If you have a logic analyzer you could check the output timing. If you don't, you could use the audio input on a computer as a low-speed scope to do the same thing. If you can wait a few days I'll be writing an article on wiring a 3.5mm jack and about which software I like.

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    13. Thanks - all I need is TX from AVR to PC - that way I can see for ex. ADC values and anything else I desire - I'm happy to wait for any extra solution that might help - no logic analyzer at hand :(

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    14. Hmmm BAUDRATE/F_CPU gives me very small number :) so I assume it should be F_CPU/BAUDRATE?

      Also I use BBUart.S from the link you left in comments and I can't see nop after out at the end of TXLoop.

      Also I had to change brne delay3Cycle to brne Delay3Cycle - as I was getting an error (avr-gcc linux - is of course case sensitive)

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    15. This afternoon I finished the post on using the sound card as a logic analyzer.
      You're correct about F_CPU/BAUDRATE. You can see the forumula from the macros in BBUart.h. I've done a few updates to the BBUart code, but if you use the matching BBUart.h you'll get the right timing.
      For the version I think you're using, TXDELAY should work out to 23 for 115.2kbps @9.6Mhz (with 0.4% timing error). The 25 that you tried would have been close enough that it would see characters but they would be corrupted.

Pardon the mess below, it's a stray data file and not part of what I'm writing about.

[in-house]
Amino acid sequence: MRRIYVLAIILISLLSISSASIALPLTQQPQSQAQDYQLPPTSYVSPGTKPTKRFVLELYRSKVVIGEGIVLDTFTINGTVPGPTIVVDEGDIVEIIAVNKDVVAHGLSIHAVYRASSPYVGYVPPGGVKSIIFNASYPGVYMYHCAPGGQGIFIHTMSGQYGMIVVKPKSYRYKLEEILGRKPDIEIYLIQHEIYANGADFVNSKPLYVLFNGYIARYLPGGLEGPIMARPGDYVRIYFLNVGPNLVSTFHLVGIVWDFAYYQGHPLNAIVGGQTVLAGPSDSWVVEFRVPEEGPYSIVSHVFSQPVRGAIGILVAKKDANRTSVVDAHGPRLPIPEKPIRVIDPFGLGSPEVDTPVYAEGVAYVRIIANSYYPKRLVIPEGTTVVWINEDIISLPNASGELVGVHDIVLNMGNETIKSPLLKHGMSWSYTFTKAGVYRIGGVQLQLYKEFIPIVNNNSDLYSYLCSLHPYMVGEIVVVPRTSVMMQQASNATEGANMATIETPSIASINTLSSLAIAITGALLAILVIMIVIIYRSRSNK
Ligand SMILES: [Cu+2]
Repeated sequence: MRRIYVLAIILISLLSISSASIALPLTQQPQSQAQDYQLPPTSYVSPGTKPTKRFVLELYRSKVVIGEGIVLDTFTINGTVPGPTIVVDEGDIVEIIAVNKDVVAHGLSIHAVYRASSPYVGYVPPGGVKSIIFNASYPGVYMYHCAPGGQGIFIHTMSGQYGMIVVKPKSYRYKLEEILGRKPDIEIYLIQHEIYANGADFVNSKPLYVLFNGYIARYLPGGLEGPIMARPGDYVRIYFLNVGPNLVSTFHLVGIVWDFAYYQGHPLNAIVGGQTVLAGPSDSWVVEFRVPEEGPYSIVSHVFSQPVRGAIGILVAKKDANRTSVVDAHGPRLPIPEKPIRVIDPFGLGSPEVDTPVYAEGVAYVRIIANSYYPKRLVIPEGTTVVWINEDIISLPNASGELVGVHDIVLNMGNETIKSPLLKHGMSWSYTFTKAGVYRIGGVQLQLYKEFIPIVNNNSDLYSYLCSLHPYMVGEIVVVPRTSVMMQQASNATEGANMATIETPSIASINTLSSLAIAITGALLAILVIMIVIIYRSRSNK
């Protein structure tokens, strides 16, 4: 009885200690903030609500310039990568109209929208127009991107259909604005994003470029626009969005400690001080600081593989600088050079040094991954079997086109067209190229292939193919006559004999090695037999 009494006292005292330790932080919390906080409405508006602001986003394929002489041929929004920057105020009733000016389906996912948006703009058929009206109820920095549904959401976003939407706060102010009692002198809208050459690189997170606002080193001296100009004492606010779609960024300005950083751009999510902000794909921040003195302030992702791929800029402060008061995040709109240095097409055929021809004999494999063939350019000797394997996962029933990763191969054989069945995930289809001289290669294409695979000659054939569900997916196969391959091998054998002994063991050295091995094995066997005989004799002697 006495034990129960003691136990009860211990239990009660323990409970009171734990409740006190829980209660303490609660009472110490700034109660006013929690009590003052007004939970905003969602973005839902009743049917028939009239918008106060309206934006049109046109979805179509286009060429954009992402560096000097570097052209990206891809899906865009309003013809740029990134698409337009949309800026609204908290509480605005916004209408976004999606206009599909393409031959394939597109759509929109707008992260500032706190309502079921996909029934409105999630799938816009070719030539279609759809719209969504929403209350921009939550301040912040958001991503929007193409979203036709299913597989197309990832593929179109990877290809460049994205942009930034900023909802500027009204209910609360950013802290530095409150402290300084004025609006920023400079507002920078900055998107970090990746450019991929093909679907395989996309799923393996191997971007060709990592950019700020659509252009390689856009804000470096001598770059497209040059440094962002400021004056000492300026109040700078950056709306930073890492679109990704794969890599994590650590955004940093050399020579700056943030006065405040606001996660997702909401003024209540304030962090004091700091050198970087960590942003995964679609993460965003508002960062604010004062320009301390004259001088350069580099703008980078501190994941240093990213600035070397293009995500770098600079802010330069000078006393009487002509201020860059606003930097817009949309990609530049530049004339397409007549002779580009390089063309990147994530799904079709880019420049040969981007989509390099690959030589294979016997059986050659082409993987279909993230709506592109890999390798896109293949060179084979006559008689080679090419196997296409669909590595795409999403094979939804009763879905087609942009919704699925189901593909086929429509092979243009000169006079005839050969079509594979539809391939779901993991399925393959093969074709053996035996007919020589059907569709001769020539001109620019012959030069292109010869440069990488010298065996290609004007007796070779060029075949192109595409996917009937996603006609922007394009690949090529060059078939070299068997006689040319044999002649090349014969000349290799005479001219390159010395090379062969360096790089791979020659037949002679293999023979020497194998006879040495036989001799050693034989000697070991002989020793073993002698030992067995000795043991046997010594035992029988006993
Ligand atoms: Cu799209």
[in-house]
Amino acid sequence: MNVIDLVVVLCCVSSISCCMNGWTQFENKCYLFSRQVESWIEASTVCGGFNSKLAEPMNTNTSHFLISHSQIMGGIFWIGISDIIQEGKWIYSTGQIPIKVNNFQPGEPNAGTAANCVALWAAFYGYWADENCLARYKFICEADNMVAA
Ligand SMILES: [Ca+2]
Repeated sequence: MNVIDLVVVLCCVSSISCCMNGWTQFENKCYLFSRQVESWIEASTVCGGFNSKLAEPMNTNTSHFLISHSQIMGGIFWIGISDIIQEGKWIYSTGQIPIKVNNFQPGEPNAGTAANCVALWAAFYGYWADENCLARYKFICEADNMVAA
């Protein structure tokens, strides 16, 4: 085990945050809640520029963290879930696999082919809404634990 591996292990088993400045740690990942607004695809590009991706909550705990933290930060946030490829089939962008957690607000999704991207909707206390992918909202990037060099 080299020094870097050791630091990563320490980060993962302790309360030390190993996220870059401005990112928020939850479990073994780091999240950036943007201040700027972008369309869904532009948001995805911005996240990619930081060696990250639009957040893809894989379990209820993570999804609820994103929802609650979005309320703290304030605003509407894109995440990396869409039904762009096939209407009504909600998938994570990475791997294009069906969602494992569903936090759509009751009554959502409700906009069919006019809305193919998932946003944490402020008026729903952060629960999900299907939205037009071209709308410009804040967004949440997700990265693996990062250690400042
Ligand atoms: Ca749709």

In the most recent version I've tweaked things a bit and added the code for echo test (uart_echo.c).
      https://code.google.com/p/nerdralph/source/browse/#svn%2Ftrunk%2Favr

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    16. This comment has been removed by the author.

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    17. Still no luck - the only thing I can say is that my rs-usb converter (based on pl2303) is playing important role here.
      Looks like you're Windows user - so I can't use your latest entry tips on sound card logic analyzer :(

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    18. I do most of my development on Linux, and use Windows for client-side stuff. Under Linux any sound recorder like KDE has would do the trick for using the audio input as a logic analyzer.

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    19. Just follow-up - the problem was with usb-serial cable - my pl2303 is not good. I visited my friend who has FTDI cable and surprise surprise - it WORKS just fine! - thanks for help :)

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  12. sorry, i get
    avr-gcc: error: unrecognized command line option '-assembler-with-cpp'
    any idea?

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    1. You should have at least version 4.3.2 of avr-gcc. Check it with avr-gcc --version.

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    2. ok, thanks ralph!
      if i use digispark-arduino-1.0.4 ide instead of arduino-1.0.5, it compile well!!!